Burns was farming at Mossgiel, his heart still sore for his Mary, but sore without bitterness, for death is not an earthly rival to be scorned and hated. He was ploughing, and reading, and writing poetry, and had a gentle conviction that he had done with love (at the age of twenty-three, and he a poet !). He recognised that his " mind, it was na steady," until now; but he thought it was fixed for ever on a ghost. So he "Came roun' by Mauchline town,

Not dreadin' ony body," but

"My heart was caught before I thought, And by a Mauchline lady."

The Mauchline lady was Jean Armour, young, and straight, and merry, dancing at weddings and fairs and house-warmings, or working at home, and singing as she worked.

" And aye she wrought her mammie's wark, And aye she sange sae merrilie;

The blithest bird upon the bush

Had ne'er a lighter heart than she."

Burns fell hopelessly in love with her. His wounded spirits recovered themselves amazingly, and although he did not forget Mary, she became a sort of spiritual memory, a gentle regret. Jean was a living, present reality, and, above all, she was not nearly so much fascinated by the handsome, dreamy, poetic, fiery young farmer as her predecessors had been. No, Burns was not sure even whether she was in love with him. Naturally, he became more and more in love with her.

But trouble was brewing. He had recovered himself only too thoroughly. There was a pretty servant in the neighbourhood, and when Jean was cold, was not a man to tell another pretty girl that she was pretty? It started as the lightest-hearted comedy; it ended in tragedy, and Burns was publicly condemned by the ministers of the church.

A reproduction of William Allan's charming picture of Robert Burns sitting in his cottage, writing. The romantic story of the poet's life forms the subject of the accompanying article

A reproduction of William Allan's charming picture of Robert Burns sitting in his cottage, writing. The romantic story of the poet's life forms the subject of the accompanying article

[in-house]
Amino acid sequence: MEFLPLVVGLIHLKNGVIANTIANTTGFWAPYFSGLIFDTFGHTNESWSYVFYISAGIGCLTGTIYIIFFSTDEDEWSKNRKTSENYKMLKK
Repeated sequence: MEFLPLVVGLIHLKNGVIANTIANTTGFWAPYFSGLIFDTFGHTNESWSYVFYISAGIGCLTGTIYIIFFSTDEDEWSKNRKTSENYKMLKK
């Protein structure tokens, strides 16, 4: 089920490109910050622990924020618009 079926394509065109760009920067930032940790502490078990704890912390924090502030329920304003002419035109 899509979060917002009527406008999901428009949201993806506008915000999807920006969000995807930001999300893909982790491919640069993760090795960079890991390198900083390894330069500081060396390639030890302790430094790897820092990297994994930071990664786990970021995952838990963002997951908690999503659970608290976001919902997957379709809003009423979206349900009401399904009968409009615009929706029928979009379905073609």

He ridiculed the condemnation, and that was another crime against him. Mr. Armour's disapproval became deeper and deeper.

Now, Mossgiel, the farm, belonged to the Earl of Loudoun, but the Burns brothers held it from Mr. Gavin Hamilton on a sublease. Mr. Hamilton was at open feud with one of the ministers who had condemned Burns, a rigid Calvinist, and, if one can believe the stories, not a little of a hypocrite. Burns took his landlord's side, being indeed hot-hearted against the restrictions of the Church which threatened to take Jean from him, and also having an honest hatred of hypocrisy. He ranged himself with Mr. Hamilton, and brought to the warfare the sharpest weapons of his genius. The district rang with such mordant, fiery poems as "The Holy Friar," "The Ordination," "Holy Willie's Prayer," and other bitter brilliancies. The religious peasantry took them for irreligion, when they were really directed entirely at unworthy ministers of religion. A man who loved Nature as Burns did could never be irreverent; a man who loved honesty as he did could never tolerate what he considered to be irreligious hypocrisy and narrowness. It is too often the fact that when a genius takes up sides and deals out biting satire, he is taken literally, and is supposed to be running down the very principle he is upholding.